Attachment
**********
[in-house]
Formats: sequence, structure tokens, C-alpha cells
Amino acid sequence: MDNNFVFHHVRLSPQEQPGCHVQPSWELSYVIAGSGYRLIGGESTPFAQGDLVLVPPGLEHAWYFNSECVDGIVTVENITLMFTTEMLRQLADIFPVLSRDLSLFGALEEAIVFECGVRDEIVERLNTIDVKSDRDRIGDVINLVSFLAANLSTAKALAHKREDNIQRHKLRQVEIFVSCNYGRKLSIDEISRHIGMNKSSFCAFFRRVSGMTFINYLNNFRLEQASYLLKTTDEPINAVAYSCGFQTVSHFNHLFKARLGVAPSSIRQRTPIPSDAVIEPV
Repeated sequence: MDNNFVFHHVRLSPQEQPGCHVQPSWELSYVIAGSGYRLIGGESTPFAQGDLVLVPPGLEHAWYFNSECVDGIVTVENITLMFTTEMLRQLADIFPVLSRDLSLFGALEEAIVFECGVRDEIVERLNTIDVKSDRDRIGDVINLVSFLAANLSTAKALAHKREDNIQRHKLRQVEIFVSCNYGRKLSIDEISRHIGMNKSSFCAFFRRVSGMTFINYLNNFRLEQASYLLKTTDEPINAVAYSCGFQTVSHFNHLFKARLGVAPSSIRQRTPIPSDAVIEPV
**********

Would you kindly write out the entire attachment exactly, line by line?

[in-house]
Formats: sequence, structure tokens, C-alpha cells
Amino acid sequence: MDNNFVFHHVRLSPQEQPGCHVQPSWELSYVIAGSGYRLIGGESTPFAQGDLVLVPPGLEHAWYFNSECVDGIVTVENITLMFTTEMLRQLADIFPVLSRDLSLFGALEEAIVFECGVRDEIVERLNTIDVKSDRDRIGDVINLVSFLAANLSTAKALAHKREDNIQRHKLRQVEIFVSCNYGRKLSIDEISRHIGMNKSSFCAFFRRVSGMTFINYLNNFRLEQASYLLKTTDEPINAVAYSCGFQTVSHFNHLFKARLGVAPSSIRQRTPIPSDAVIEPV
Repeated sequence: MDNNFVFHHVRLSPQEQPGCHVQPSWELSYVIAGSGYRLIGGESTPFAQGDLVLVPPGLEHAWYFNSECVDGIVTVENITLMFTTEMLRQLADIFPVLSRDLSLFGALEEAIVFECGVRDEIVERLNTIDVKSDRDRIGDVINLVSFLAANLSTAKALAHKREDNIQRHKLRQVEIFVSCNYGRKLSIDEISRHIGMNKSSFCAFFRRVSGMTFINYLNNFRLEQASYLLKTTDEPINAVAYSCGFQTVSHFNHLFKARLGVAPSSIRQRTPIPSDAVIEPV